This story was originally published by The Guardian and appears here as part of the Climate Desk collaboration.

Avery Island, a dome of salt fringed by marshes where Tabasco sauce has been made for the past 150 years, has been an outpost of stubborn consistency near the Louisiana coast. But the state is losing land to the seas at such a gallop that even its seemingly impregnable landmarks are now threatened.

The home of Tabasco, the now ubiquitous but uniquely branded condiment controlled by the same family since Edmund McIlhenny first stumbled across a pepper plant growing by a chicken coop on Avery Island, is under threat. An unimaginable plight just a few years ago, the advancing tides are menacing its perimeter.

“It does worry us, and we are working hard to minimize the land loss,” said Tony Simmons, the seventh consecutive McIlhenny family member to lead the company. “We want to protect the marsh because the marsh protects us.”

An aerial view near the intercoastal waterway near Avery Island and Vermilion Bay.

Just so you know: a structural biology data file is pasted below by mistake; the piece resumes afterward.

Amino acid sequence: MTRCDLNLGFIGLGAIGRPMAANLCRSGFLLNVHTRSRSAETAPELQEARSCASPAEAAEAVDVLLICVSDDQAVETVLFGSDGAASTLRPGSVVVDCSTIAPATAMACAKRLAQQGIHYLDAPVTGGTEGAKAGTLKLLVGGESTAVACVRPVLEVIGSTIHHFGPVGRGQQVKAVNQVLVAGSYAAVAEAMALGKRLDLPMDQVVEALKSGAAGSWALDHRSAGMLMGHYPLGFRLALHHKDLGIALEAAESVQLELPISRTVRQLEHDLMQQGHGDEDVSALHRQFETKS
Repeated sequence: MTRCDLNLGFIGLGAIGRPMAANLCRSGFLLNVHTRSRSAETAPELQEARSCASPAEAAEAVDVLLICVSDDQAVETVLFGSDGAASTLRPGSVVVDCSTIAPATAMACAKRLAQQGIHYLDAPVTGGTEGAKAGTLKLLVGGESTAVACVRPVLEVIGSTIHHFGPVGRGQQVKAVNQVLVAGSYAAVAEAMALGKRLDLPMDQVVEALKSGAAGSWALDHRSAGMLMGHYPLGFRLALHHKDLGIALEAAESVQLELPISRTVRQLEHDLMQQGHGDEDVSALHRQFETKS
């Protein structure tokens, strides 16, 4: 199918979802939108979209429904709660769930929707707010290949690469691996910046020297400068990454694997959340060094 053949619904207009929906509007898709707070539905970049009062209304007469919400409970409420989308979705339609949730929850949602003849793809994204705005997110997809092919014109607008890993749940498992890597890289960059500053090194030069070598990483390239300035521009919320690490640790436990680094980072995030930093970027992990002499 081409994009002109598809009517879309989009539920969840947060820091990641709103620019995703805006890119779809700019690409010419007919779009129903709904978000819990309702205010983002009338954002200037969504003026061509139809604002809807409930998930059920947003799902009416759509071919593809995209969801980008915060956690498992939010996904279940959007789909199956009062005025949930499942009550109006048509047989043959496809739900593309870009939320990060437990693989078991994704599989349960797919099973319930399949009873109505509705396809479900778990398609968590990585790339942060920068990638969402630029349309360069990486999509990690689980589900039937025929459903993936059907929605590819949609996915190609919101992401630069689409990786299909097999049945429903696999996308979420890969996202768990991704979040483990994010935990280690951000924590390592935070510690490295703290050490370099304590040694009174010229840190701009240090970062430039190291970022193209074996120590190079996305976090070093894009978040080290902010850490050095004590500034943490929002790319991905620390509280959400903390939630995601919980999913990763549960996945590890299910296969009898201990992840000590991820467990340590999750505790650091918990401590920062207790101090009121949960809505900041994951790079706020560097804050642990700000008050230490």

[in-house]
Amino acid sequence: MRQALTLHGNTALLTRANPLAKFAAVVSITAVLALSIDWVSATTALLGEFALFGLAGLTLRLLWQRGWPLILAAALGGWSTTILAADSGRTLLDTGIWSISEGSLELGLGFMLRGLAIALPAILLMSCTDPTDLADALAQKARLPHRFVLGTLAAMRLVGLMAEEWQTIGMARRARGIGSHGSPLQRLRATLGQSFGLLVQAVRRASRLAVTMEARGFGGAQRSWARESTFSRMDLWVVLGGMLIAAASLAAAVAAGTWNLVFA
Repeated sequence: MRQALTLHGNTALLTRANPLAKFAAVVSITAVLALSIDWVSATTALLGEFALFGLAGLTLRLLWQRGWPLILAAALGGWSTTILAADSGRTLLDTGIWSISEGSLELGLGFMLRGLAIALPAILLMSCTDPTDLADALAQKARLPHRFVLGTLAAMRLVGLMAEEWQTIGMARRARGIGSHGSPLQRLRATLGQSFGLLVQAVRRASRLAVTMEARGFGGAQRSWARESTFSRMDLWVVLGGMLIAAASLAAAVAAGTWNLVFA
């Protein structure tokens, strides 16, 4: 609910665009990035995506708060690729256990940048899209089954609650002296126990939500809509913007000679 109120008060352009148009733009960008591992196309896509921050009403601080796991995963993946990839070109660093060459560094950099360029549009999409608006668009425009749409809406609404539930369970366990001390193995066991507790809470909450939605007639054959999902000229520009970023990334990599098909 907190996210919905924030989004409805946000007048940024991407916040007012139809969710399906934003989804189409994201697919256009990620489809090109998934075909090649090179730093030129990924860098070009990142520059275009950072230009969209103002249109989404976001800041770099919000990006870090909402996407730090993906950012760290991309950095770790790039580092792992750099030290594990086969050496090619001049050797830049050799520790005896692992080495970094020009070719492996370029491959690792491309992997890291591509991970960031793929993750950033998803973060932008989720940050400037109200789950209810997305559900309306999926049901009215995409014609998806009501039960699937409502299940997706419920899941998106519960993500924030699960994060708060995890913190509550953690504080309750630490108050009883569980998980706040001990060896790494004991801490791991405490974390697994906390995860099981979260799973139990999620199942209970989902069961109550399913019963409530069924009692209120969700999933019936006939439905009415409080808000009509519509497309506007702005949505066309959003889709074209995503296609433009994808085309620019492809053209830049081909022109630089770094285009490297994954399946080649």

An aerial view near the intercoastal waterway near Avery Island and Vermilion Bay. Julie Dermansky

Simmons allows a silent pause as he mulls a situation where Tabasco is forced off the island. “We don’t think it will come to that, but we are working to do everything we can to make sure it won’t happen to us,” he said. “I mean, we could make Tabasco somewhere else. But this is more than a business: This is our home.”

A geologic oddity, Avery Island rises to 163 feet above sea level, making it a towering giant amid the supine flatness of Louisiana’s coast. The 2,200-acre island—more accurately a hill of buried salt surrounded by bayou and marsh a couple of miles inland from Vermilion Bay, an inlet of the Gulf of Mexico—has long provided a sturdy home to Tabasco but now faces the danger of being marooned.

The Avery Island marshes are retreating by around 30 feet a year as salt water seeps in, ushered in by canals dug by the oil and gas industry and the level of the land itself, which is gradually sinking by around a third of an inch a year. The salty brine kills off vegetation, loosens soils, and accelerates erosion.

Fierce storms clatter into what’s left of the marsh, which is also being slowly drowned by a warming ocean that’s rising faster than almost anywhere else in the world. A further sea level increase of two feet, almost certain given the warming that’s already occurred, will leave only the lofty core of Avery Island dry, according to the National Oceanic and Atmospheric Administration.

“The marsh stands between us and Vermilion Bay, and we don’t want to be right on the bay,” Simmons said. “We have to be very aggressive about dealing with the land loss. We almost can’t work fast enough.”